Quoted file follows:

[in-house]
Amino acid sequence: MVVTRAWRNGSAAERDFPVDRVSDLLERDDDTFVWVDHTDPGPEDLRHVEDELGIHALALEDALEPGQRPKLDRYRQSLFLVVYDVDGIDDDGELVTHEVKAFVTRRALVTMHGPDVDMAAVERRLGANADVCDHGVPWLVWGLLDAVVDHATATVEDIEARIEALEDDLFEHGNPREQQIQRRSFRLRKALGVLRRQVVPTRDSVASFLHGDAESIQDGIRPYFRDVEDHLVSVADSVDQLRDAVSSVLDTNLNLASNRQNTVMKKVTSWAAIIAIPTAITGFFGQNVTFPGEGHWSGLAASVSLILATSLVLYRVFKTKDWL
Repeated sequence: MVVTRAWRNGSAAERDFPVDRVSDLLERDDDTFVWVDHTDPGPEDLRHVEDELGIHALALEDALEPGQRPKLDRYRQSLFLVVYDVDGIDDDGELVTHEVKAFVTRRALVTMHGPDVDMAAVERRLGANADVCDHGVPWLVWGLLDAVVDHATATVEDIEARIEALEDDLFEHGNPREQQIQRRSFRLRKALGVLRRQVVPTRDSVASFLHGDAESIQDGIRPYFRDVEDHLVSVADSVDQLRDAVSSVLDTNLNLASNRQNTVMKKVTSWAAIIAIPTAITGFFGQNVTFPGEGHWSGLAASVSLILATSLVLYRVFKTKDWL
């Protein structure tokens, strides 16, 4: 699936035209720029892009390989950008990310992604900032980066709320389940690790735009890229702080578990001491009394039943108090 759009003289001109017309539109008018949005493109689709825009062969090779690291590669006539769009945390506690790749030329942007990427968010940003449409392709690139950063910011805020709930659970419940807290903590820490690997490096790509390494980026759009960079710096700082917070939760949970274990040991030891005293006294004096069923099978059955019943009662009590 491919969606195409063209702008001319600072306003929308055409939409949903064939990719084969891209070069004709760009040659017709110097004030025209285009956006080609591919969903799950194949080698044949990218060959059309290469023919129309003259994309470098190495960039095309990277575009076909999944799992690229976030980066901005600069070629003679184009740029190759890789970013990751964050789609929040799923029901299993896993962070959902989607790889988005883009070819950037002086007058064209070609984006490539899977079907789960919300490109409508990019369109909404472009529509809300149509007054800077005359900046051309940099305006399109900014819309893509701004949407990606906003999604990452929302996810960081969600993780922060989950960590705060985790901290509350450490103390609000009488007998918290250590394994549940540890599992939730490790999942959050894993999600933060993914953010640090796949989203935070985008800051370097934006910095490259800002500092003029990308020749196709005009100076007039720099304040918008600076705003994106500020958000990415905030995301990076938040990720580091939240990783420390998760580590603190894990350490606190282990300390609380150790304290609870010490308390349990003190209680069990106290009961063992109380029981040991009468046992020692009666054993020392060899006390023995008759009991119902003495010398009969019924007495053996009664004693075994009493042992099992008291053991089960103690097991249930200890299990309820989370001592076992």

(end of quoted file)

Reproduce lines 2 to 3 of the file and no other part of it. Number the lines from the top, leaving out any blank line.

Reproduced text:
Amino acid sequence: MVVTRAWRNGSAAERDFPVDRVSDLLERDDDTFVWVDHTDPGPEDLRHVEDELGIHALALEDALEPGQRPKLDRYRQSLFLVVYDVDGIDDDGELVTHEVKAFVTRRALVTMHGPDVDMAAVERRLGANADVCDHGVPWLVWGLLDAVVDHATATVEDIEARIEALEDDLFEHGNPREQQIQRRSFRLRKALGVLRRQVVPTRDSVASFLHGDAESIQDGIRPYFRDVEDHLVSVADSVDQLRDAVSSVLDTNLNLASNRQNTVMKKVTSWAAIIAIPTAITGFFGQNVTFPGEGHWSGLAASVSLILATSLVLYRVFKTKDWL
Repeated sequence: MVVTRAWRNGSAAERDFPVDRVSDLLERDDDTFVWVDHTDPGPEDLRHVEDELGIHALALEDALEPGQRPKLDRYRQSLFLVVYDVDGIDDDGELVTHEVKAFVTRRALVTMHGPDVDMAAVERRLGANADVCDHGVPWLVWGLLDAVVDHATATVEDIEARIEALEDDLFEHGNPREQQIQRRSFRLRKALGVLRRQVVPTRDSVASFLHGDAESIQDGIRPYFRDVEDHLVSVADSVDQLRDAVSSVLDTNLNLASNRQNTVMKKVTSWAAIIAIPTAITGFFGQNVTFPGEGHWSGLAASVSLILATSLVLYRVFKTKDWL